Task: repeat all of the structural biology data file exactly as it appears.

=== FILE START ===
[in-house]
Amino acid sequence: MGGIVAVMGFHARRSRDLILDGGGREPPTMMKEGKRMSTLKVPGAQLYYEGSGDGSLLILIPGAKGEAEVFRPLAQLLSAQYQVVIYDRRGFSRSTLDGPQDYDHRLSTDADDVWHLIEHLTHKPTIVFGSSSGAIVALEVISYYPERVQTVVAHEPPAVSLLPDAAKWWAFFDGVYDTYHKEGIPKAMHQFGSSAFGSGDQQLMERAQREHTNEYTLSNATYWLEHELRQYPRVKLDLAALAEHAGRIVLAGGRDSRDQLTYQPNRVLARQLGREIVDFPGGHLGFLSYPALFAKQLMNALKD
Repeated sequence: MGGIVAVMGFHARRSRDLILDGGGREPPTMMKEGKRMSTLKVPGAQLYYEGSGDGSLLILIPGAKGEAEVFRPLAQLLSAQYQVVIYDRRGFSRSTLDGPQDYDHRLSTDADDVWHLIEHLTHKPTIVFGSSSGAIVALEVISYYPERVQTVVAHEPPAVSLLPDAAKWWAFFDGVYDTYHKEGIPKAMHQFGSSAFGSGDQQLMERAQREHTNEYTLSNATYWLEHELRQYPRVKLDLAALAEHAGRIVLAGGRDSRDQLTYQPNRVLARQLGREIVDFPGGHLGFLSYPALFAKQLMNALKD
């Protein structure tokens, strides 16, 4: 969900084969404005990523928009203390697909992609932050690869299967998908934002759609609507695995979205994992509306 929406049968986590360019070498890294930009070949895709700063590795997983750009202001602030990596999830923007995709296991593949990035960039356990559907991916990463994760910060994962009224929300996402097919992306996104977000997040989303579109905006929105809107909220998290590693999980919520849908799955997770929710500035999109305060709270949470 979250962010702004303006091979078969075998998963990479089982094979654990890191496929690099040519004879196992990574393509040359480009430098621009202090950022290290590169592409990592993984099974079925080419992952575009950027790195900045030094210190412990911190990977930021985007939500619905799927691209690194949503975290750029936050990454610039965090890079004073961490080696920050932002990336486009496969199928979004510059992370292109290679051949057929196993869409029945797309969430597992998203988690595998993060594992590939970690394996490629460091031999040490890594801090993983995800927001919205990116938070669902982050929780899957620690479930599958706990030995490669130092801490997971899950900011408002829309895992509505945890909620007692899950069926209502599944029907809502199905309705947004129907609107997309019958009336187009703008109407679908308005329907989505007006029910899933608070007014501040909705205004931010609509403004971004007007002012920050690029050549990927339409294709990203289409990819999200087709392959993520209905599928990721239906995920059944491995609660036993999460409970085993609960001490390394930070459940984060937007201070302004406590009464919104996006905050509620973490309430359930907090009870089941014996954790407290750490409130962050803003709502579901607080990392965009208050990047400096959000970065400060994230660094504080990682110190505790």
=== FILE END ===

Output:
[in-house]
Amino acid sequence: MGGIVAVMGFHARRSRDLILDGGGREPPTMMKEGKRMSTLKVPGAQLYYEGSGDGSLLILIPGAKGEAEVFRPLAQLLSAQYQVVIYDRRGFSRSTLDGPQDYDHRLSTDADDVWHLIEHLTHKPTIVFGSSSGAIVALEVISYYPERVQTVVAHEPPAVSLLPDAAKWWAFFDGVYDTYHKEGIPKAMHQFGSSAFGSGDQQLMERAQREHTNEYTLSNATYWLEHELRQYPRVKLDLAALAEHAGRIVLAGGRDSRDQLTYQPNRVLARQLGREIVDFPGGHLGFLSYPALFAKQLMNALKD
Repeated sequence: MGGIVAVMGFHARRSRDLILDGGGREPPTMMKEGKRMSTLKVPGAQLYYEGSGDGSLLILIPGAKGEAEVFRPLAQLLSAQYQVVIYDRRGFSRSTLDGPQDYDHRLSTDADDVWHLIEHLTHKPTIVFGSSSGAIVALEVISYYPERVQTVVAHEPPAVSLLPDAAKWWAFFDGVYDTYHKEGIPKAMHQFGSSAFGSGDQQLMERAQREHTNEYTLSNATYWLEHELRQYPRVKLDLAALAEHAGRIVLAGGRDSRDQLTYQPNRVLARQLGREIVDFPGGHLGFLSYPALFAKQLMNALKD
């Protein structure tokens, strides 16, 4: 969900084969404005990523928009203390697909992609932050690869299967998908934002759609609507695995979205994992509306 929406049968986590360019070498890294930009070949895709700063590795997983750009202001602030990596999830923007995709296991593949990035960039356990559907991916990463994760910060994962009224929300996402097919992306996104977000997040989303579109905006929105809107909220998290590693999980919520849908799955997770929710500035999109305060709270949470 979250962010702004303006091979078969075998998963990479089982094979654990890191496929690099040519004879196992990574393509040359480009430098621009202090950022290290590169592409990592993984099974079925080419992952575009950027790195900045030094210190412990911190990977930021985007939500619905799927691209690194949503975290750029936050990454610039965090890079004073961490080696920050932002990336486009496969199928979004510059992370292109290679051949057929196993869409029945797309969430597992998203988690595998993060594992590939970690394996490629460091031999040490890594801090993983995800927001919205990116938070669902982050929780899957620690479930599958706990030995490669130092801490997971899950900011408002829309895992509505945890909620007692899950069926209502599944029907809502199905309705947004129907609107997309019958009336187009703008109407679908308005329907989505007006029910899933608070007014501040909705205004931010609509403004971004007007002012920050690029050549990927339409294709990203289409990819999200087709392959993520209905599928990721239906995920059944491995609660036993999460409970085993609960001490390394930070459940984060937007201070302004406590009464919104996006905050509620973490309430359930907090009870089941014996954790407290750490409130962050803003709502579901607080990392965009208050990047400096959000970065400060994230660094504080990682110190505790």